Afoa, who also organizes the Apolima Strait crossing in Samoa every July, organized the 19.5 km channel attempt for Christina Harris and Mike Cochrane with observer Roger Matheson. He reported the crossing, “The start was at the Manava Suite Resort and the swimmers finished at Marina Reserve at Vai’are on Mo’orea.
Sunday offered the best conditions for the [channel] swim which was also the only day I had allocated for the test swim. Obviously there were reserve days in the bank should we needed to change, but October 7th was the preferred option.
Everything was then set for a start early the next morning.
Mike and Christina started the swim at 5:47 am with plenty of daylight [as] sunrise was 5:36 am. The course was straightforward, [they] swam through the channel to the channel marker 1.3 km outside the reef with the outgoing tide in 14 minutes.
Then it was a 17 km straight line to the Mo’ore’a (Vai’are) channel marker and from there to finish on the east side of the Vai’are Marina.
Total straight line distance is 19.5 km.
The wind forecast was 8 knots and increasing to 13 knots in the afternoon. It was from the east which meant the first half of the swim was relatively calm on the leeward side of Tahiti. Once out in the open wind flow tendered from the north and eastward toward Mo’orea. The effect was wind assist at a relative rate of knots.
Tide assistance was the biggest influence on the swim surging from the south and pushing the swimmers north east towards the desired destination. The course outlay lends itself to this layout of north east direction. The chop did rise in the afternoon which for Mike and Christina was at the end of their swim. The plan was for the swimmers to reach the channel on Mo’orea before the tide turned at 11:45 which would make swimming into the channel a near mission impossible.
Starting at 5:47 when we did meant the window of ease was relatively small to reach Mo’orea in less than 7 hours. Being the first time for this swim, we had no data to go on with time frames of swimming land to land. Previous Tahiti-Mo’orea swims that are recorded were channel marker to channel marker. Our agenda was land to land, the unknown factor was entering the channel with an outgoing tide and what effect that was going to have. The other factor was with the tide cycle.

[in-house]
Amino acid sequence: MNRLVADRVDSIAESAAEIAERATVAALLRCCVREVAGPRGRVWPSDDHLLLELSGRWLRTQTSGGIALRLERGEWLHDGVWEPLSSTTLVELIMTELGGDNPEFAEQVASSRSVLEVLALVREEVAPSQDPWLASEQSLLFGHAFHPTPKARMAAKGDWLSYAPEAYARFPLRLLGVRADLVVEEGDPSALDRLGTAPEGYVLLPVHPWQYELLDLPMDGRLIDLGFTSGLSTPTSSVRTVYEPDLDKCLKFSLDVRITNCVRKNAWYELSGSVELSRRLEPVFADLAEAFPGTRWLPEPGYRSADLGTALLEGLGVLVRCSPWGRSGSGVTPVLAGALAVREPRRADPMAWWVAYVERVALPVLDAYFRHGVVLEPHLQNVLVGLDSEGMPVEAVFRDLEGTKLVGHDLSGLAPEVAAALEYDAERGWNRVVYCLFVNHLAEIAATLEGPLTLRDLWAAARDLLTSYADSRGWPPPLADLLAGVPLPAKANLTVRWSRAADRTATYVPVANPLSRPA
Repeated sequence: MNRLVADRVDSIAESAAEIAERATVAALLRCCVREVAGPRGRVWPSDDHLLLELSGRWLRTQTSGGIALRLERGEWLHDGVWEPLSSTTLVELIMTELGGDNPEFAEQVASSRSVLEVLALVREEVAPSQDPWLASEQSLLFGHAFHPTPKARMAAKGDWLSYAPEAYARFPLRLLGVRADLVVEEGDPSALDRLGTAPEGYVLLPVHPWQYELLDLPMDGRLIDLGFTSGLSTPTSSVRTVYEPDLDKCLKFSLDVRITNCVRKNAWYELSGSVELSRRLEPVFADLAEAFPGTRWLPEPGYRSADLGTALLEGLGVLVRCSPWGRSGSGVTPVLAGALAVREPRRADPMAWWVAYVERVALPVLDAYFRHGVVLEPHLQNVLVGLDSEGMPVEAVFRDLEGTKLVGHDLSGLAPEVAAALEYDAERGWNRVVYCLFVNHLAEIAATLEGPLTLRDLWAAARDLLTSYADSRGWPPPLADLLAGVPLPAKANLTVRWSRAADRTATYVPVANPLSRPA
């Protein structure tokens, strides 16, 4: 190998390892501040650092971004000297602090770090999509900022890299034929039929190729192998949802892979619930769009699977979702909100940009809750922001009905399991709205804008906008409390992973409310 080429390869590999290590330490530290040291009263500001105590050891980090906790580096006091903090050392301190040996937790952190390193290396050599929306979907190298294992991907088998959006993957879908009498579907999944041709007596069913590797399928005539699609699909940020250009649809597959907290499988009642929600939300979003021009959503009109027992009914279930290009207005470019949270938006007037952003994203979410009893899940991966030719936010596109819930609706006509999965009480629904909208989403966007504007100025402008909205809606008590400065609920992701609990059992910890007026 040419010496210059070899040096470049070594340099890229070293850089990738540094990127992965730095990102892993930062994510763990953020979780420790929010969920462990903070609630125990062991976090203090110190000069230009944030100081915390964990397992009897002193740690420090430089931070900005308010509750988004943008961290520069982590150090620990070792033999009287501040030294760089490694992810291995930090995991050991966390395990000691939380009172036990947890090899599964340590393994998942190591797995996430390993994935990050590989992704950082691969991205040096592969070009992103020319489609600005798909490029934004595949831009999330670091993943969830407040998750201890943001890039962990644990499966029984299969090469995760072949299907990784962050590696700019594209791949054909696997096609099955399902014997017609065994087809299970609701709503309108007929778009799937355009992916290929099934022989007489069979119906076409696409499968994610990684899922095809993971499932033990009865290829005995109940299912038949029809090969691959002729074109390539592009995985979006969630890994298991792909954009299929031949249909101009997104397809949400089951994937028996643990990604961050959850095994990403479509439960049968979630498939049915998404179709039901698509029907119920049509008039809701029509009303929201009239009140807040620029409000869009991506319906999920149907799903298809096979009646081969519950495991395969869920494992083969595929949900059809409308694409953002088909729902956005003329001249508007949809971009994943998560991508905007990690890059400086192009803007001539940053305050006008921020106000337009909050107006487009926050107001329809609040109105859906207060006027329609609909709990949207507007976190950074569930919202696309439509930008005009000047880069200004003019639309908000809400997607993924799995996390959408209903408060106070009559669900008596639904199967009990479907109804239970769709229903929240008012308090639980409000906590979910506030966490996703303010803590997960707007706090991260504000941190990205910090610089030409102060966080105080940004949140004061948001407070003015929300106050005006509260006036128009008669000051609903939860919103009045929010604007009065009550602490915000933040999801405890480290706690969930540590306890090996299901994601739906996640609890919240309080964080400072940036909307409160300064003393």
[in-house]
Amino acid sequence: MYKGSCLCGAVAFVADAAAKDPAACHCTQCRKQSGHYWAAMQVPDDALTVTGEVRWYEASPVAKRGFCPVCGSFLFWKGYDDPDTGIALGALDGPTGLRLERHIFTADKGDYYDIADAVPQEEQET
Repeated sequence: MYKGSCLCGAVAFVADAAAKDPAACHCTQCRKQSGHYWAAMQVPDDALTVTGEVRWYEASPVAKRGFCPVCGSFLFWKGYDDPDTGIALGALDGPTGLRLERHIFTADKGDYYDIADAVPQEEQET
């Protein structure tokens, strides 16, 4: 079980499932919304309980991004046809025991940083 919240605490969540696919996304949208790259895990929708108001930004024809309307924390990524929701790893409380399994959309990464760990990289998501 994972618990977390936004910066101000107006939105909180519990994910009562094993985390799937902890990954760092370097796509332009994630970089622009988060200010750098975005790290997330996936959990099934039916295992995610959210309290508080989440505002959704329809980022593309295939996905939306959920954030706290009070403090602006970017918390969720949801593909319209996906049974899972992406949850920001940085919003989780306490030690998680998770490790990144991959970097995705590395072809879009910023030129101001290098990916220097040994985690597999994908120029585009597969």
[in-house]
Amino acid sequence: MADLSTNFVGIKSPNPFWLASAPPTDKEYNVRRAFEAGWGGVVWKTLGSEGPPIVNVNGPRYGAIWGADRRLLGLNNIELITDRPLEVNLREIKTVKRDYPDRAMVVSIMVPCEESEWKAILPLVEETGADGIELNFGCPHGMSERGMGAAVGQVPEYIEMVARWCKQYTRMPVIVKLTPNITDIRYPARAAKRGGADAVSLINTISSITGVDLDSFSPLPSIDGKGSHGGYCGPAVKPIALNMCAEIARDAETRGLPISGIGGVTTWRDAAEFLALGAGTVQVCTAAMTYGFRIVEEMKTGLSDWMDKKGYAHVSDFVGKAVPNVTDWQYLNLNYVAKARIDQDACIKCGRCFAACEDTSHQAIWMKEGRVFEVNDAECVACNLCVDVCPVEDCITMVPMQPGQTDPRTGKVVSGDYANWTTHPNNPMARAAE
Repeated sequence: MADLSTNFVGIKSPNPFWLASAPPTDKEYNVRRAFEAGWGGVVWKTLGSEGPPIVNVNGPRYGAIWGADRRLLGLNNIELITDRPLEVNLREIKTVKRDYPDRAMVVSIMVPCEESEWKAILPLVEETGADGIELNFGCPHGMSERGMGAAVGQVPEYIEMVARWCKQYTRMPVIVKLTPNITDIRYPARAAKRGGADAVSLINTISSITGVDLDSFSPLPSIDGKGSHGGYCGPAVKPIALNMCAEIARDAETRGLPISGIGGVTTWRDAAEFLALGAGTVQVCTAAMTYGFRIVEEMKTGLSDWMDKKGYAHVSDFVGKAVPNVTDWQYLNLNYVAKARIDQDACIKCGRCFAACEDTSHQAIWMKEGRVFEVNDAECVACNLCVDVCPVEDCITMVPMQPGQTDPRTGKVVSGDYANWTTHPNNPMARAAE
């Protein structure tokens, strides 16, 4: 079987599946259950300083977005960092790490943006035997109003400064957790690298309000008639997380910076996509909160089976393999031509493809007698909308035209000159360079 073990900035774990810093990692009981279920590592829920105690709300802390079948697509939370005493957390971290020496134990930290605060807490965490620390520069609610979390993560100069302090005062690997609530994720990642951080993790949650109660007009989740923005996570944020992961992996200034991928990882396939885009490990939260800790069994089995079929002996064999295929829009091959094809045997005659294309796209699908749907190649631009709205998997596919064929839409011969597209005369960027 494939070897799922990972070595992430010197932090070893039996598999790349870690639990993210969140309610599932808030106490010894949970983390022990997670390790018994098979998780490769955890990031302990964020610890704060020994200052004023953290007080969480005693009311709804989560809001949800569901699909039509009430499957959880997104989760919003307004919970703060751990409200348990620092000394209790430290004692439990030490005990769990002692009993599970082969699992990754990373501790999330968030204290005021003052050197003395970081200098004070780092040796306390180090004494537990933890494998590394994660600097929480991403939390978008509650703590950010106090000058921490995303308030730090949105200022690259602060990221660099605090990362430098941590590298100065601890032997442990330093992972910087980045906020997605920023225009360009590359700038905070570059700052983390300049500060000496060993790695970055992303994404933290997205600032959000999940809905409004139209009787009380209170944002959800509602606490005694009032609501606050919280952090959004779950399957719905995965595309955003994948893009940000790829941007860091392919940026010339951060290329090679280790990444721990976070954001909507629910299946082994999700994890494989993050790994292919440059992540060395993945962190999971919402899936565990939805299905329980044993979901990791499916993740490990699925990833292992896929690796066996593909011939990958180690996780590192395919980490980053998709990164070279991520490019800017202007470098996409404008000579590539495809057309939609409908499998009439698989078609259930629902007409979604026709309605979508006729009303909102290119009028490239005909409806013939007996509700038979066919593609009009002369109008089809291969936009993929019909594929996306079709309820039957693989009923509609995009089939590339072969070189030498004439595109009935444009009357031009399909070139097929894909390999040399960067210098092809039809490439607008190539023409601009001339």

Christina and Mike reached the Mo’orea/Vai’are channel marker at 12:10 pm and just after the tide turned. Fortunately, the big emptying of the lagoon into the wide ocean was only beginning and the swimmers were able to negotiate themselves through the channel with relative ease. One thing to note here is the tide cycle we had chosen for this swim. It was on the high side at 3 meters on high, high tide at low tide cycle is 1.2 meters so there is a major difference in the volume of water in the channel between the two cycles. We learnt this lesson with Apolima Strait where all our swims are now on the low end of the tide cycle.
The finish was the worst part of the swim. It is not pretty at the exit point, but when you have just swum [nearly] 20 km any land is a great sight. The swimmers finished side by side, total time was 6 hours 44 minutes with a [total cumulative distance] reading of 20.5 km.”
“Su and Jacques chose to do a different swim going 17 km from channel marker to channel marker. This was to compensate for the difference in speed. So Su and Jacques arranged for their own boat and chose the distance for themselves.
[But] they also had the worst of the conditions and circumstances. They were not able to start with Mike and Christina at 5:47, due to boat non-arrival. They then left with the test swim boat and were 5 km toward Mo’orea when the replacement boat turned up. They had no hesitation in returning to the channel marker 5 km away to start their swim shortly before 8 am and two hours behind the test swim.
It meant they got the worst of the afternoon conditions. Bex swam with them for 10.2 km, that too was amazing given the limited swimming for her. As rough as the conditions were, they were more than equal to it. They did the crossing from channel marker to channel marker in 8 hours 13 minutes. This is an amazing achievement for relatively new ocean swimmers.”
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